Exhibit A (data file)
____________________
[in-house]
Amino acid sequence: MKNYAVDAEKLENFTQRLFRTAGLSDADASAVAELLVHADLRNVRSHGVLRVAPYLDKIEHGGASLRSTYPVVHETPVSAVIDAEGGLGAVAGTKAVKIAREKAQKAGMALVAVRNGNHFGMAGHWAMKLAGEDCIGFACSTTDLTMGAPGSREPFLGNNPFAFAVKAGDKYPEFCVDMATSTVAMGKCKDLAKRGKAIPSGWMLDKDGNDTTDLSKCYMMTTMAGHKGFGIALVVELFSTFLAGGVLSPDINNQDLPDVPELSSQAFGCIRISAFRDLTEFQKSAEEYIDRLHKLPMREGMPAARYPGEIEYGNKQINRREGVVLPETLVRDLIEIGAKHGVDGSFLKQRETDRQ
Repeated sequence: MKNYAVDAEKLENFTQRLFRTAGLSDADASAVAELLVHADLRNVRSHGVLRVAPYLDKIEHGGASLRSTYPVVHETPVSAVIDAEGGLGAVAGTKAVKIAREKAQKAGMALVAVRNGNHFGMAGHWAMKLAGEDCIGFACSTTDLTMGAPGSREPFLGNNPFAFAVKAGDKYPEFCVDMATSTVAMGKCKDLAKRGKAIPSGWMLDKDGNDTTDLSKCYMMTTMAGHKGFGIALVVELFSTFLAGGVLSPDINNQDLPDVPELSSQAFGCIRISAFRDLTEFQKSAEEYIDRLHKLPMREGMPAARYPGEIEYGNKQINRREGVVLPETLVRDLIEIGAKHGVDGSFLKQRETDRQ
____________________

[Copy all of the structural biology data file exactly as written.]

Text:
[in-house]
Amino acid sequence: MKNYAVDAEKLENFTQRLFRTAGLSDADASAVAELLVHADLRNVRSHGVLRVAPYLDKIEHGGASLRSTYPVVHETPVSAVIDAEGGLGAVAGTKAVKIAREKAQKAGMALVAVRNGNHFGMAGHWAMKLAGEDCIGFACSTTDLTMGAPGSREPFLGNNPFAFAVKAGDKYPEFCVDMATSTVAMGKCKDLAKRGKAIPSGWMLDKDGNDTTDLSKCYMMTTMAGHKGFGIALVVELFSTFLAGGVLSPDINNQDLPDVPELSSQAFGCIRISAFRDLTEFQKSAEEYIDRLHKLPMREGMPAARYPGEIEYGNKQINRREGVVLPETLVRDLIEIGAKHGVDGSFLKQRETDRQ
Repeated sequence: MKNYAVDAEKLENFTQRLFRTAGLSDADASAVAELLVHADLRNVRSHGVLRVAPYLDKIEHGGASLRSTYPVVHETPVSAVIDAEGGLGAVAGTKAVKIAREKAQKAGMALVAVRNGNHFGMAGHWAMKLAGEDCIGFACSTTDLTMGAPGSREPFLGNNPFAFAVKAGDKYPEFCVDMATSTVAMGKCKDLAKRGKAIPSGWMLDKDGNDTTDLSKCYMMTTMAGHKGFGIALVVELFSTFLAGGVLSPDINNQDLPDVPELSSQAFGCIRISAFRDLTEFQKSAEEYIDRLHKLPMREGMPAARYPGEIEYGNKQINRREGVVLPETLVRDLIEIGAKHGVDGSFLKQRETDRQ